Imagine the following classroom assignment:
Explain the causes and impacts of the Great Influenza outbreak of 1918
If we want to save the world, we need to learn to prevent (or at least very effectively treat) pandemics like this, right? We can imagine that studying the causes and effects of the Great Influenza might teach us something about how to deal with disease today.
So how might you approach this assignment?
If you’re a historian, you might consider the political, economic, or social conditions that led to the spread of the flu. You might look at evidence from the past, such as these, and make inferences:
If you’re a scientist, you might interpret the assignment differently. You might research and design experiments to determine how the flu virus operates on a cellular level.
If you’re a mathematician, you’d have yet another approach. You may look for data to create a mathematical model of the disease as it spread through the population.
All of these approaches help us understand major global issues, and all of them are distinct from one another. Each discipline interprets phenomena in its own unique way and each contributes a valuable perspective necessary to dealing with the complex problems we’ll face in the future.
Therefore, stage 4 of our framework emphasizes disciplinary thinking, which includes the ways of knowing and reasoning that are accepted as appropriate in a field of study. Historians make sense of the world by making inferences from evidence about the past. Scientists develop and test hypotheses about the way the world works through controlled experiments. Mathematicians seek to model real-world phenomena as closely as possible using numbers, equations, graphs. The evidence used by the historian is not valid to the scientist as she comes to argue what is “true” about the world. And vice versa.
Students need to understand this so they are not only the “receivers” of knowledge, but become disciplined “makers” of knowledge. Teaching disciplinary thinking means teaching students to construct knowledge the way that practitioners — historians, scientists, mathematicians — construct knowledge in the real world. This happens when students’ thinking in the classroom mirrors the type of thinking and reasoning done in the field.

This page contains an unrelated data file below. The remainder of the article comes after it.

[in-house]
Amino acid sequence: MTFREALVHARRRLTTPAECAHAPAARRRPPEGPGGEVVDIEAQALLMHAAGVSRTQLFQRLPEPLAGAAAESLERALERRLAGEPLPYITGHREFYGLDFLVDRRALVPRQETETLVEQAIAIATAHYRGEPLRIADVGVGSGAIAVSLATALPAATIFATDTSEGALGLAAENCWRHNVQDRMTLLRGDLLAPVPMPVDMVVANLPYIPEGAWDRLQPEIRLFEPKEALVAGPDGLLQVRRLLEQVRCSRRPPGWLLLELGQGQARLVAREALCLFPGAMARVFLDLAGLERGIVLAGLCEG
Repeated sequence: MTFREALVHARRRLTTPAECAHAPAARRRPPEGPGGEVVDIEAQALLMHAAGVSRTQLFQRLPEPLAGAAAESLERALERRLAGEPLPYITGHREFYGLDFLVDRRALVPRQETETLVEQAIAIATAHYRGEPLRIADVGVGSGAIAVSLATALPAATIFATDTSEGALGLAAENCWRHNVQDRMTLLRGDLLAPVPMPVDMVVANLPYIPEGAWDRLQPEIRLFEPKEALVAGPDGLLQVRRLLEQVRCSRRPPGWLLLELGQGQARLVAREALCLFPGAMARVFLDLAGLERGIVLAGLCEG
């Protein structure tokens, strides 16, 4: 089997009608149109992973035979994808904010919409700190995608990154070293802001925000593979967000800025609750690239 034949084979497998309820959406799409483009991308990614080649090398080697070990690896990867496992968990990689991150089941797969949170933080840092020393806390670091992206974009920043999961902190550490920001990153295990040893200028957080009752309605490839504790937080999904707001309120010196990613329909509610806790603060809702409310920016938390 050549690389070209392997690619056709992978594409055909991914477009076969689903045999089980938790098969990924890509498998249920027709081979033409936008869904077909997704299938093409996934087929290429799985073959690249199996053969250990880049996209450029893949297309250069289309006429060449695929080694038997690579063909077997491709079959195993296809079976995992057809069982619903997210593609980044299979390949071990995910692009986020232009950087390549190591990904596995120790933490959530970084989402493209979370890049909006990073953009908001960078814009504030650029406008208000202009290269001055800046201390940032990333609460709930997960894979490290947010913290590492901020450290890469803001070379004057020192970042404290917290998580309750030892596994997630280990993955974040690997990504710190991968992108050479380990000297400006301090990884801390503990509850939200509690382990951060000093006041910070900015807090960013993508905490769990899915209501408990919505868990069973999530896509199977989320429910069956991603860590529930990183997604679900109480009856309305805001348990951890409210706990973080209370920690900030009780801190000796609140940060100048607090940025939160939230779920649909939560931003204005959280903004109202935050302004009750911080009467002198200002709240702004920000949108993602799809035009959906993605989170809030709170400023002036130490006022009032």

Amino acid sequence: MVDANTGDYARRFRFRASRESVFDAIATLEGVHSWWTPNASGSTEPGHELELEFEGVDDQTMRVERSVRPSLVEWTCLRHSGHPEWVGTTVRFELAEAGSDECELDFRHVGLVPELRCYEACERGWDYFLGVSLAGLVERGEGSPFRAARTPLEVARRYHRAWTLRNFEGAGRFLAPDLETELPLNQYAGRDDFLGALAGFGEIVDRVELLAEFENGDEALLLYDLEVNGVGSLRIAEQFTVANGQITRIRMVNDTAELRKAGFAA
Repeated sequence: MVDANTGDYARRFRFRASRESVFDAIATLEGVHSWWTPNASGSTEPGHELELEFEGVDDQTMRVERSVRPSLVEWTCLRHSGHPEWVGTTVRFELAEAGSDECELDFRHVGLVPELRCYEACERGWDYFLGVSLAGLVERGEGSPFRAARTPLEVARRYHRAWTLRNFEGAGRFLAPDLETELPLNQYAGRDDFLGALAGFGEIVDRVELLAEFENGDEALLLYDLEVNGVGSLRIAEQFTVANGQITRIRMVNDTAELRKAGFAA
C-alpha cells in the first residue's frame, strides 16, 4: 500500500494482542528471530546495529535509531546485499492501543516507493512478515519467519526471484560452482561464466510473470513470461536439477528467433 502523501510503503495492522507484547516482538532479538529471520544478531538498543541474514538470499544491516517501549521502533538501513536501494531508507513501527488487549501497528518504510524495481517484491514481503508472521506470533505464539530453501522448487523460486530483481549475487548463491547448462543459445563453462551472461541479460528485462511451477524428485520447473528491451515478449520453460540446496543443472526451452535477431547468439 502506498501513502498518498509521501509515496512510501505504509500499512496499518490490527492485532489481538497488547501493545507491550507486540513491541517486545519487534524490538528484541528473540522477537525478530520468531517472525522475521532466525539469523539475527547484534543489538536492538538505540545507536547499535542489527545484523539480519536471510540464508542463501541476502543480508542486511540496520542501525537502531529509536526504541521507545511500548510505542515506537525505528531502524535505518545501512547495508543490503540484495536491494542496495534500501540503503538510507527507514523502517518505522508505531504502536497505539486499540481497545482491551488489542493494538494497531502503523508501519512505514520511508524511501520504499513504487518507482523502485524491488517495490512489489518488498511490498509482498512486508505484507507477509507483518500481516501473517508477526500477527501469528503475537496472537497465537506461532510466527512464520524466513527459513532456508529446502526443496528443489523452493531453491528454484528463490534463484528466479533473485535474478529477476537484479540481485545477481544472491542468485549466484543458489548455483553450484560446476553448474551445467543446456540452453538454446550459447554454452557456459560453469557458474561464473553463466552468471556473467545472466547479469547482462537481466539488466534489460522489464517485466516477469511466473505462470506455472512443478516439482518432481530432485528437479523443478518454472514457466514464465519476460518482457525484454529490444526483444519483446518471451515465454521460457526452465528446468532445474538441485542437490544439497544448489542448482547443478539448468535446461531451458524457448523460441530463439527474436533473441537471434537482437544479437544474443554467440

Studies have shown that while teachers say they want to teach students to think and to improve student reasoning in their field, very few make this an explicit goal or plan specific teaching moves to make this happen. Instead, they focus their attention on the content of the class rather than the reasoning that makes the content possible. Why is this?
For one, it may be the result of confusion among teachers as to what disciplinary thinking actually is. Some think it consists of teaching kids to love the discipline, so they focus on conveying enthusiasm for the subject and work to point out the “interesting” aspects of the topics they study. Some think that by simply telling students what scientists or historians do they are teaching the discipline. Some do not understand how knowledge is constructed in these fields, and so they imply to students that historical or scientific or mathematical knowledge just IS — content becomes a pile of established truths that somehow fell from the heavens (or otherwise became obvious to humans).
Do you remember when you first discovered that knowledge was created, not just self-evident? Do you remember finding a discipline that naturally clicked for you because you understood how to reason well in that field? Hopefully, remembering how these insights revealed themselves to us will help us lead kids to the same understandings!